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Antonello Fadda, Benedetto Falsini, Brett G Jeffrey, Wadih M Zein, Paul A Sieving; A Novel Algorithm for Recording Low-Amplitude ERGs by Cycle-by-Cycle Analysis in Advanced Retinal Degeneration. Invest. Ophthalmol. Vis. Sci. 2016;57(12):5764.
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© ARVO (1962-2015); The Authors (2016-present)
To describe and evaluate a novel algorithm for cycle-by-cycle (CxC) recording of the low-amplitude flicker electroretinogram (ERG) in patients with advanced retinal degeneration (RD)
The algorithm extends the original CxC recording method introduced by Sieving et al. [IOVS 1998 Jul;39(8):1462-9]. Novel features include: noise analysis over a large frequency band, correction of artifacts due to baseline trends and comprehensive statistical assessment using three different tests. T1: the original test, based on spread of single cycle Fourier components and confidence ellipse; T2: test against a circular confidence region based on a sample of 4 recording segments and T2circ statistic, T3: S/N ratio threshold, where noise is the average of 20 Fourier amplitudes at closely spaced frequencies and a specific S/N statistics is used [Fadda et al. IOVS 51(5), 1491. 2010]. ERGs were obtained from Burian-Allen electrodes in response to a continuous 15 s stimulus of 32 Hz, ISCEV standard flicker (3.0 cd*s/m2), recorded with a commercial system (Espion, Diagnosys LLC) and exported as a raw signal for off-line analysis. The method was applied to ERG recordings from 9 patients with RD and 4 patients with CNGB3 achromatopsia.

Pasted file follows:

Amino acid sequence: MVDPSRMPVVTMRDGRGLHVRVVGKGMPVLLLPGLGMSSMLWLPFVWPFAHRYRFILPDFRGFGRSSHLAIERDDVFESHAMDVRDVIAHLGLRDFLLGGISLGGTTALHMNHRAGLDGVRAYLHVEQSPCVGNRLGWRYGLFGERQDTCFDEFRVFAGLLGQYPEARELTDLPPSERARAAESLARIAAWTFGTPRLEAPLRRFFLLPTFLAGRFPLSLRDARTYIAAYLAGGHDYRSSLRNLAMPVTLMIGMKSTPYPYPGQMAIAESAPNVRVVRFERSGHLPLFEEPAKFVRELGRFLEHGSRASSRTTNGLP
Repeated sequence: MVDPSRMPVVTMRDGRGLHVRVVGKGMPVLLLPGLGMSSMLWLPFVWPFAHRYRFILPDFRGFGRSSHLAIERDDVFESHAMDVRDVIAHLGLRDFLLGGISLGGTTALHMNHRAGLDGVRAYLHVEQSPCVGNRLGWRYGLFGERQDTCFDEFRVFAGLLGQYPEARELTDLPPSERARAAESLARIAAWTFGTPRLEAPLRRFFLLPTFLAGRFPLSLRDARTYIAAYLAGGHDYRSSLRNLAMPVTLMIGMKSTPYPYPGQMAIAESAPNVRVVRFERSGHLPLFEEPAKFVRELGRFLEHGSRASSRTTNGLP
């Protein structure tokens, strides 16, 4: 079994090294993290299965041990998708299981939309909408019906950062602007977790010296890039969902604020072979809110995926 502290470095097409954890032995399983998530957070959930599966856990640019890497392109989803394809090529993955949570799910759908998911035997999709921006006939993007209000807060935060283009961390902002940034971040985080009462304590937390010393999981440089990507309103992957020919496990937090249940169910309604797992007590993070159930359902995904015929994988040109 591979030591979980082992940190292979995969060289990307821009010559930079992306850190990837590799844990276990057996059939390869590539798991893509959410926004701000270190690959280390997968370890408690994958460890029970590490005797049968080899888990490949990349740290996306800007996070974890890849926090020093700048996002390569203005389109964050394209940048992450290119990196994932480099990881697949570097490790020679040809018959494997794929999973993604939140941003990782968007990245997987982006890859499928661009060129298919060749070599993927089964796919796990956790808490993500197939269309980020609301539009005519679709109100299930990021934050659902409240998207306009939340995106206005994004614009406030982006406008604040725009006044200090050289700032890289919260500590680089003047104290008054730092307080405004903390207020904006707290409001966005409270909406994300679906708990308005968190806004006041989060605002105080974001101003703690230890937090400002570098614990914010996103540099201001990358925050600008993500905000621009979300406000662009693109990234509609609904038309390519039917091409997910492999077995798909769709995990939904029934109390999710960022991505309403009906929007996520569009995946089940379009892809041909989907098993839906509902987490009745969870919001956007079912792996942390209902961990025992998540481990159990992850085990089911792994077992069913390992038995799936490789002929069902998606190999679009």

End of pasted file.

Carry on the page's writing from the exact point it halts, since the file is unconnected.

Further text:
The off-line analysis algorithm is implemented as a Windows application running on current PCs. It processes the output of a recording protocol that was easily set-up on a commercial ERG system, maintaining the original unaltered equipment configuration. A Bland-Altman plot (Fig. 1) indicated good agreement between conventional 30Hz ERG amplitude and CxC amplitude. The algorithm provided reliable analysis of ERG recordings even for amplitudes < 10 μV, commonly found in advanced RD patients. None of the CNGB3 patients had a CxC validated response, indicating that no signal artifacts are present with our recording conditions. Within session test-retest variability of both amplitude and signal-to-noise ratio is ≤ 23% for signal amplitudes of clinical interest, a result comparable to variability for ISCEV ERG amplitudes.
This novel algorithm extracts highly reliable clinical recordings of low amplitude flicker ERGs and effectively detects artifactual responses. It is of potential value as an outcome variable in clinical trials on natural history and treatment of advanced RDs
This is an abstract that was submitted for the 2016 ARVO Annual Meeting, held in Seattle, Wash., May 1-5, 2016.
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